I am also on anti depressants, but it was the counselling which really helped me to understand what was going on in my head, and how to find a way forward. Macmillans offered me the counselling free of charge. Depression is an illness and you cannot snap out of it. People who suffer from it are not weak - it takes courage to ask for help.

    I think the good news is that you can get through it and get used to the feeling of vulnerability that always goes with a cancer diagnosis. I was lucky to find the help I needed via MacMillan and the lovely people here on LiveBetterWithCancer. 

    Rob x

  • SunshinedaffSunshinedaff Posts: 1,425 ✭✭✭✭✭

    @RobertA

    Hi Rob,

    Thanks so much for sharing in such detail how you have fared and coped with things since your diagnosis.

    I think it is so very helpful for others who are going through it, to know that their worries, fears, anxieties are not exclusive to them, but shared often by others. Hopefully knowing this, it will bring positive encouragement to others reading this.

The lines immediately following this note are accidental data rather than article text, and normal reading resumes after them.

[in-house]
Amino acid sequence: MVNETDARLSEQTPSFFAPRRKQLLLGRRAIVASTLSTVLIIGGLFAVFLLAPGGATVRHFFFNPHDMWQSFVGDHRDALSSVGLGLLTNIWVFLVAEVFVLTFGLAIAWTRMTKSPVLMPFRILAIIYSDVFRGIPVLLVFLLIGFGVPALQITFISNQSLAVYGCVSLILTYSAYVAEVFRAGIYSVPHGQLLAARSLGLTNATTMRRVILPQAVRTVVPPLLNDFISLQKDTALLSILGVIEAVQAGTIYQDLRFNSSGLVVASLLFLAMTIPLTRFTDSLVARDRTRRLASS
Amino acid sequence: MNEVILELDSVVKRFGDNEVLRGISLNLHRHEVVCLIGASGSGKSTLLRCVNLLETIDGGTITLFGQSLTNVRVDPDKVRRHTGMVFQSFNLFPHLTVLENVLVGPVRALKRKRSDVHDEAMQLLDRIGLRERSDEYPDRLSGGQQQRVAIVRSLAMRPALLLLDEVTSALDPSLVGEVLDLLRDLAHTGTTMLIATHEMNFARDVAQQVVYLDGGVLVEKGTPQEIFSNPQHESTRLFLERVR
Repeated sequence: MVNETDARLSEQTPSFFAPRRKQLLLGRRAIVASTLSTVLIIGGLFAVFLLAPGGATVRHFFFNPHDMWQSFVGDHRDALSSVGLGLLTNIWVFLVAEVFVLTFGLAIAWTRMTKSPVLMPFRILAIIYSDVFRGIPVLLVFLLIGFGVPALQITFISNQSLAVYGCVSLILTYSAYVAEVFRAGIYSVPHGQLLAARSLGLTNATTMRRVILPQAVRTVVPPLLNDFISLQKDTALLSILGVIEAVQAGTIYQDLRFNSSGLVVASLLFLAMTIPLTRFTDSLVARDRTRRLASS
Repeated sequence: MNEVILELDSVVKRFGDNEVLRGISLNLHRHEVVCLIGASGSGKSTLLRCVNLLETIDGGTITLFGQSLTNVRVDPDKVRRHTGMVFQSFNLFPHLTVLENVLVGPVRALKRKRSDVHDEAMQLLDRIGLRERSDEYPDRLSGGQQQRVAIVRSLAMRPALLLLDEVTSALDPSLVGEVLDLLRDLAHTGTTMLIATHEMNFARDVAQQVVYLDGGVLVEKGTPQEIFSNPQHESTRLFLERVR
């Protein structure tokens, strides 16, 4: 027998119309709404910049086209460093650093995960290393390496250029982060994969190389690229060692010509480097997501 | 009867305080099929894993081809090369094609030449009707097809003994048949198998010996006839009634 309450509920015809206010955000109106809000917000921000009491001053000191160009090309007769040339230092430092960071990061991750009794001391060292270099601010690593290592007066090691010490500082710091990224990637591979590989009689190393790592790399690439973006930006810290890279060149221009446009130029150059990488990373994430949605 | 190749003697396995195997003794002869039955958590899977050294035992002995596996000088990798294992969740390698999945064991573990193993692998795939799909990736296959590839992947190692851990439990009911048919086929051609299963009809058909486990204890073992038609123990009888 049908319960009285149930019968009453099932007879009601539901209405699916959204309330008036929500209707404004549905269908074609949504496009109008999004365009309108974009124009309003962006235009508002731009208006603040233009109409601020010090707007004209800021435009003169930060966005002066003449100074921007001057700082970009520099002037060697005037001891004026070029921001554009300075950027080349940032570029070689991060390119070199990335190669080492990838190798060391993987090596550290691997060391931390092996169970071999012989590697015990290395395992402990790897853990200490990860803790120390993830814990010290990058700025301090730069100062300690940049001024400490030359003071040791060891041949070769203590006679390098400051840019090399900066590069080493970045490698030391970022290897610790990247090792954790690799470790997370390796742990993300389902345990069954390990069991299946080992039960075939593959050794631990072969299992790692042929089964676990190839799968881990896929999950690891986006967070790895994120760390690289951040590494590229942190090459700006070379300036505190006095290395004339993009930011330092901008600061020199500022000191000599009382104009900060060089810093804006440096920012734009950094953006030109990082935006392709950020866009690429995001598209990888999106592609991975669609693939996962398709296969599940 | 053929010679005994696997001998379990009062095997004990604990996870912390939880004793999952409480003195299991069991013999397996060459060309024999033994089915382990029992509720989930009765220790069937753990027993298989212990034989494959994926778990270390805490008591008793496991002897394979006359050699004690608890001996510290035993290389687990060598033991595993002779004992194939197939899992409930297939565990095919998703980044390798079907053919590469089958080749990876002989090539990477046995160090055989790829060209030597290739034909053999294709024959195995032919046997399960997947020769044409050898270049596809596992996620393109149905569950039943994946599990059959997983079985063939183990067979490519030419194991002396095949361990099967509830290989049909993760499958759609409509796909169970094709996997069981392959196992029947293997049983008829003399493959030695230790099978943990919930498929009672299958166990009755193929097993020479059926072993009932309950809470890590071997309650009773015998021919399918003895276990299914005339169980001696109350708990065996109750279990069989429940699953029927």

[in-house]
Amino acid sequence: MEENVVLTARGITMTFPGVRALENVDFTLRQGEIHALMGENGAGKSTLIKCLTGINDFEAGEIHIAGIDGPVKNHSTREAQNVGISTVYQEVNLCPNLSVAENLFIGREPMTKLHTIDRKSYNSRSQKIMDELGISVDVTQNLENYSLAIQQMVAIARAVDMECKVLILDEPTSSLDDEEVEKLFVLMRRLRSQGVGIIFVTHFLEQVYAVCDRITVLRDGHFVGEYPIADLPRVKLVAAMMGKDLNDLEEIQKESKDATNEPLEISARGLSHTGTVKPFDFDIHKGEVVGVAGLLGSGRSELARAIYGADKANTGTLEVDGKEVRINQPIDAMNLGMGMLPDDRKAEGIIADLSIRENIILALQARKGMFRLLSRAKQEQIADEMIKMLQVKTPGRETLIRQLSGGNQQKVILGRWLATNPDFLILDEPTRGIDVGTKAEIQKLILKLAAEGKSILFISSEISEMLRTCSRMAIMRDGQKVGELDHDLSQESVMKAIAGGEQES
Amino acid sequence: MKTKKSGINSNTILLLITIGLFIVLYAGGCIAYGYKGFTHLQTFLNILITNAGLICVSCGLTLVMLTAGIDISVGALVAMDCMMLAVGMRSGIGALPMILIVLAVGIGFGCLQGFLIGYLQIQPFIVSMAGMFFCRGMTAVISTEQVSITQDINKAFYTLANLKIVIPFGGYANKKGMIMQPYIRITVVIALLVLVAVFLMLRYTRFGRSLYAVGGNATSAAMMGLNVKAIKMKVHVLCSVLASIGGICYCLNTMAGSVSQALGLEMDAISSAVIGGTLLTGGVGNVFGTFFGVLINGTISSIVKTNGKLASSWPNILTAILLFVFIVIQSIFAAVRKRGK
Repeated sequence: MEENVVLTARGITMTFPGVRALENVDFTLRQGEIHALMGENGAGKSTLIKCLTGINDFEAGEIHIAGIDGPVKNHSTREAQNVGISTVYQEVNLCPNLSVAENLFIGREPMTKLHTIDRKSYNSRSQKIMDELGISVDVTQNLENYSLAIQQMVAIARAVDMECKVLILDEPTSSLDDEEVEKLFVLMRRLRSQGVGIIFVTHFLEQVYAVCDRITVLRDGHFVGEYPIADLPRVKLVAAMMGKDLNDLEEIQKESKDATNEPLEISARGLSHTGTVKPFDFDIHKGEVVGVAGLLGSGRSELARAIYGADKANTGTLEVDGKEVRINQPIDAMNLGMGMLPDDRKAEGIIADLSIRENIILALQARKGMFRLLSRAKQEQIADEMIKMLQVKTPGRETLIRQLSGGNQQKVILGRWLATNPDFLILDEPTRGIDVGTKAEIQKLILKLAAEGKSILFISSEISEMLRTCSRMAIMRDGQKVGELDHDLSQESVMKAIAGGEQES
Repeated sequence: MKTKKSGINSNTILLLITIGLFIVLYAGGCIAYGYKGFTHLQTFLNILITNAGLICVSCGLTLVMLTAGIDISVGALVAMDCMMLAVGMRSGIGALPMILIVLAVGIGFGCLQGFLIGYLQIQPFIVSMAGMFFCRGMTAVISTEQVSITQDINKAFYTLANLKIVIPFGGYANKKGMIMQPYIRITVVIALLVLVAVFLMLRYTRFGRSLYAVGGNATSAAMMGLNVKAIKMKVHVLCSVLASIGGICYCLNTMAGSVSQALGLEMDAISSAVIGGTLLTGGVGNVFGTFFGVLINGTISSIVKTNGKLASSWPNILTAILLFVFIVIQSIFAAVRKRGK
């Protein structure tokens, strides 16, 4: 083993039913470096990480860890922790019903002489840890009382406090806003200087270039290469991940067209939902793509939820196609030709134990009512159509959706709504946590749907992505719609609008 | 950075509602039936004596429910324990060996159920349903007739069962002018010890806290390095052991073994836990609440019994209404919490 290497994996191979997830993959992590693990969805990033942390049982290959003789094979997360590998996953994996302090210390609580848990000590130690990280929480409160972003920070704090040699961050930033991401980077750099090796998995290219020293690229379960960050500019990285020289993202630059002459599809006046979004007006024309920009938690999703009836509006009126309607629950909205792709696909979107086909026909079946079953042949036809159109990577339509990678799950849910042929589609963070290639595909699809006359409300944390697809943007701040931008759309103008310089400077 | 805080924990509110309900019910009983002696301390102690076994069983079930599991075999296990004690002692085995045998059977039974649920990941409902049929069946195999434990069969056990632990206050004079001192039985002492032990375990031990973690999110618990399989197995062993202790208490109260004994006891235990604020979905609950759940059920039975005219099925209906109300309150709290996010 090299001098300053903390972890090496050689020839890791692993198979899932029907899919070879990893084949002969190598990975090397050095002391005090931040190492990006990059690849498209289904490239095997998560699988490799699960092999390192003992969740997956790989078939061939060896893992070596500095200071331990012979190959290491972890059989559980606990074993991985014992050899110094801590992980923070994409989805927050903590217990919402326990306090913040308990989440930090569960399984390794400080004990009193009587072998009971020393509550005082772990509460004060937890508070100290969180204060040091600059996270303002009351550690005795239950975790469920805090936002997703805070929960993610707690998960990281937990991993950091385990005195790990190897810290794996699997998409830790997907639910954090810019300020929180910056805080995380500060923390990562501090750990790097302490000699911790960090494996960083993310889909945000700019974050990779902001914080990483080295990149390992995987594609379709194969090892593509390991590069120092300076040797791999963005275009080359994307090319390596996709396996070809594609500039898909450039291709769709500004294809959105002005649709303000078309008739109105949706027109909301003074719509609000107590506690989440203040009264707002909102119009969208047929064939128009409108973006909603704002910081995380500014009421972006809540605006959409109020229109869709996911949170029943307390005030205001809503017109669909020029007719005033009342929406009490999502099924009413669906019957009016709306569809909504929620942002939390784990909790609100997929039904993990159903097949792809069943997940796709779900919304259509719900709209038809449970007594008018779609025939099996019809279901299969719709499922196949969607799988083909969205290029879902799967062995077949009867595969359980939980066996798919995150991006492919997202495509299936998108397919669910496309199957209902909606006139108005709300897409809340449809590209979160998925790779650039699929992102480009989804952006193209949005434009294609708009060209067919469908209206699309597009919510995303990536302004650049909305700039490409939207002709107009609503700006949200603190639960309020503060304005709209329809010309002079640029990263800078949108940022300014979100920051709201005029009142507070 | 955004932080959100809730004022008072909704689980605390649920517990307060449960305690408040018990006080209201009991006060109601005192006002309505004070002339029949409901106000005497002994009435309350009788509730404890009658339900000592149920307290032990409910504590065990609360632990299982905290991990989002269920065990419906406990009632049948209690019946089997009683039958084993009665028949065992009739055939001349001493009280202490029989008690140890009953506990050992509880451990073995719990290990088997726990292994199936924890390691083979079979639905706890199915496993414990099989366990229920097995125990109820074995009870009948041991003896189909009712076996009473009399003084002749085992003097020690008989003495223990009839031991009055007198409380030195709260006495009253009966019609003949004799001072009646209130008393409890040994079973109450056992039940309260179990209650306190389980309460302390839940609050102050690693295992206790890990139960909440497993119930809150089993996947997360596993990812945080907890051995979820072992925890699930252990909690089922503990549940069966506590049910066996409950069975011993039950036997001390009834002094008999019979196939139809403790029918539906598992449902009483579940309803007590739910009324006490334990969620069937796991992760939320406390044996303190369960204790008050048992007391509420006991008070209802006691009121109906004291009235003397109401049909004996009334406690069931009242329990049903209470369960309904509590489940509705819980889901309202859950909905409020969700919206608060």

It is so good to know that you were able to reach out to find support and help from Macmillan and even here to help you work through the depression and to help you and Mary work through the impact of the diagnosis on your life.

    I suspect the fact our parents lived through the worry and fear that accompanied wartime certainly contributed to the way worry was woven into our family lives and experiences. It is only since I have been researching the family tree and history have I unearthed things the family went through.

    Hope you are having a good day,

    Chat later,

    Lou xx 😊

  • RobertARobertA Posts: 1,273 ✭✭✭✭✭

    @Sunshinedaff

    Hi Lou and friends

    I bumped into Sharon this morning. She is one of the friends I had made whilst attending a MacMillan Hope Course a few months ago. We had a lovely chat and reminisced about the coping mechanisms we had discussed during the course.

    We had talked about walking, Pilates, Yoga and Meditation amongst other things. Sharon had embraced yoga and her class are still doing weekly Zoom sessions which she loves. I had tried Meditation classes but did not really take to them though others have found them really helpful and enjoyable.

    I have noticed how popular the gardening and the Creative Club threads in 'Cancer Coffee Break' are and I am convinced that pursuing hobbies and interests and sharing them with others, is a great way to cope with anxiety and fear. I know that when I am sitting at my piano, I have no aches pains, fears or anxieties, just the joy of doing something I love.

    Chat soon.

    Rob xx